Cyril to Phumulo: Come back, don’t rush to court

ANC deputy president Cyril Ramaphosa has called on former Eastern Cape chairperson Phumulo Masualle to resolve his differences with the party’s leadership in the province before rushing to court.

Ramaphosa addressed the last day of the ANC Eastern Cape conference at the international convention centre in East London on Sunday afternoon.

He berated the violent clashes between rival factions overnight and told Masualle’s supporters to resist going to court.

“We should never resolve our problems through courts of law. When there are problems and divisions amongst us, it’s always best that we sit down and talk rather than rush to courts or resort to violence,” Ramaphosa told delegates.

The deputy president’s arrival was met by cheers and song by most delegates, an indication that they support his bid to replace ANC president Jacob Zuma.

Masualle has been absent from conference since the violence, and his supporters held their own rally at the East London city hall, where they were addressed by former provincial executive committee members Andile Lungisa and Mlibo Qoboshiyane.

He was scheduled to contest Oscar Mabuyane for the position of chairperson, but was not available to indicate whether he accepts or declines the nomination. Mabuyane was elected chairperson unopposed, along with his preferred slate of top five leaders.

The new chairperson told around 1000 delegates who remained at conference after the violence, to extend an olive branch to the losing faction.

“We are confronted with the responsibility of uniting ANC in the Eastern Cape. We must go all out and where possible extend the olive branch to ensure that ANC members come back to the ANC.We must refuse to be captured by factions. The ANC must cleanse itself from factions,” Mabuyane told delegates.

He also warned against ANC leaders who wanted to change the ANC “into something else”.

“The ANC must not allow people who want to change ANC to something else. If you are elected in the ANC, you are elected for a specific term. If that term comes to an end, don’t make ANC something that belongs to you,” he said.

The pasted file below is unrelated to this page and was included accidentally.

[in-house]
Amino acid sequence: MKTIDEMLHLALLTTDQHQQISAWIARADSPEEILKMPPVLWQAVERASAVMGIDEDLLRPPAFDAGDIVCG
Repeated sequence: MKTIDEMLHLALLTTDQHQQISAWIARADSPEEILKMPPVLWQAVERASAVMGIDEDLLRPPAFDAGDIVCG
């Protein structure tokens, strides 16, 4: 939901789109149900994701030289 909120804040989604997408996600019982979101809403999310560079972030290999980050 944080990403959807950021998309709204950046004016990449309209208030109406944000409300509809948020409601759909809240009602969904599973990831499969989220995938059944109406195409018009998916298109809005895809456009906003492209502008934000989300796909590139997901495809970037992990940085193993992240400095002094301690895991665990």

Ramaphosa said he “expected better” from the ANC in the Eastern Cape because of its track record of producing quality leaders.

“We cannot allow violence to be utilized as a way of resolving our problems as differences. This is what brings ANC into disrepute. Those great leaders of our movement always found time to sit down and address differences that may have arisen amongst them,” the ANC deputy said.

He said the delegates, who hurled chairs at each other and took part in a bloody brawl that led to eight people being injured, displayed behaviour that was shameful.

“It’s something we must be deeply ashamed about. This is not the behaviour that is expected as members of the ANC. We do condemn violence as a method of addressing and resolving differences and disputes,” Ramaphosa said.

Concluding his address, Ramaphosa told the Eastern Cape to unite ahead of the December conference, where they would “renew” the governing party.

“Our task is to continue uniting ANC. Right now we are going through difficult moments as ANC. The December conference stands out as the beacon of hope where we will renew the ANC and unite the ANC,” he said.

“Your conference is a stepping stone leading us to that national conference. Arising from here, must be a solid leadership that is going to take the province of legends forward,” Ramaphosa added.


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Govan Whittles

Govan Whittles is a general news and political multimedia journalist at the Mail & Guardian. Born in King William's Town in the Eastern Cape, he cut his teeth as a radio journalist at Primedia Broadcasting. He produced two documentaries and one short film for the Walter Sisulu University, and enjoys writing about grassroots issues, national politics, identity, heritage and hip-hop culture.

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